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Indie Links Round-Up: Beaming

An edition of Indie Links includes an article interviewing indie artist Anna Anthropy!  (Let’s count “Indie Links” as a compound word so we can say all the words in that sentence started with vowels.)  Also, an indie game that looks like a big-budget title, a survival horror game set on the Moon, and SpyParty’s redesign.

‘Retro/Grade:’ If I Could Turn Back Time (The Verge)
“Matt Gilgenbach burned through his savings, went into debt, and — by his own admission — didn’t give his new wife the attention she deserved, to make downloadable shooter Retro/Grade.”

Sup Holmes Invites Anna Anthropy To Blow Your Minds (Destructoid)
“I am going to talk as little as possible on this week’s edition of Sup, Holmes?. The more I can keep my mouth shut, the more we get of Anna. She’s easily one of the most interesting people working in videogames today. I’m sad that show is only an hour and a half long. ”

Syder Arcade (PixelProspect0r)
Syder Arcade is a faithful tribute to shmups in general and to the classic Defenderin particular. It offers really good visuals and challenging gameplay.”

SpyParty Redesign: The New Art Of Espionage (Joystiq)
“Last year, animator John Cimino turned down a cushy position at Zynga, pre-IPO, to work out of Chris Hecker’s garage redesigning Hecker’s ambitious, notorious indie gameSpyParty. Cimino worked in secret since September 2011 to transform the primary colors and block-based skeletons of SpyParty‘s characters into the artistic, realistic designs revealed today.”

Jack Lumber: All Logs Must Die (Hookshot Inc.)
“The sad tale of a swarthy chainsaw-wielder, murderous trees and a dear departed grandmother – Jack Lumber is a Fruit Ninja nod wrapped tight in some delightfully imaginative swaddling.”

A Routine Interview About Crafting Lunar Horror (Shacknews)
“The marketing geniuses behind the classic 1979 horror film Alien once noted: “In space, no one can hear you scream.” Aptly-named indie developer Lunar Software is in the process of exploring that adage through the development of a new first-person, survival-horror title set on the Moon, called Routine. The short teaser trailer for the game–which the developer debuted at this year’s Gamescom festival–is equal parts creepy and intriguing, even when taken at face value. However, after finding out that the game will ostensibly play out like a survival-horror roguelike, I had to reach out to Lunar Software’s Aaron Foster, to ask him about Routine’s revolutionary design, and get his take on what makes survival horror succeed in video games.”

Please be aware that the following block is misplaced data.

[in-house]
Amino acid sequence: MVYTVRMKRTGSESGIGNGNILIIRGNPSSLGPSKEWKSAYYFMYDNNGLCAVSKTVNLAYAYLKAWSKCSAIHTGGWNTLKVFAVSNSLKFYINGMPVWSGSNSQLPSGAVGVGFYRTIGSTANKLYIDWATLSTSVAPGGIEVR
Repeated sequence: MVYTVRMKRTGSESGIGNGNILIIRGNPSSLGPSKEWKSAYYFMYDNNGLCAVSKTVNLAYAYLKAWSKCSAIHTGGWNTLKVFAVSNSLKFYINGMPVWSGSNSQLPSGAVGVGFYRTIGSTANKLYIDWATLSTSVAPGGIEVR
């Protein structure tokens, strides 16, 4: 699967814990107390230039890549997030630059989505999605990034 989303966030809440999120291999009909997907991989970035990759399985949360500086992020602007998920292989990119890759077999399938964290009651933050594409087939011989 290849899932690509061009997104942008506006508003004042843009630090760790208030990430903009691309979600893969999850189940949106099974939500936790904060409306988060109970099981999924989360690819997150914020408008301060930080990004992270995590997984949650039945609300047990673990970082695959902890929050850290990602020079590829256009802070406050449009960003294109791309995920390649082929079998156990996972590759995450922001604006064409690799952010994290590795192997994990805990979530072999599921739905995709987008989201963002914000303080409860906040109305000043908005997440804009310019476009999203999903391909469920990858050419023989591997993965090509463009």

Hawken Q&A: Khang Le On Resource Management On Illal (
“Adhesive Games, formed of team members of Project Offset, will release Hawken through a free-to-play model on December 12. It was announced yesterday that the game will support the Oculus Rift virtual reality headset. The developer is currently putting the finishing touches on the garage where you customize your armored vehicle and is working on tutorials to train prospective pilots before they engage in combat on the virtual battlefield. We met up with creative director Khang Le at the 2012 Anime Expo, taking place at the Los Angeles Convention Center, to hear how story and gameplay reinforce each other in the gritty mech combat title.”

A Team Of Seven Is Making A Game That ‘Shouldn’t Be Possible’ (Kotaku)
“This is hardly unusual for an indie game: critical hits like Braid and Minecraft were created by even smaller teams. What is unusual is that Natural Selection 2 looks like a triple-A, big-budget, $50 million title. It runs on an original engine that the team developed just for this game. It’s ambitious, competitive, and difficult to market: as Jeremy points out, it’s a simple game, but a ‘very hard concept’ to sell.”

Source: The Indie Game Magazine – Indie Links Round-Up: Beaming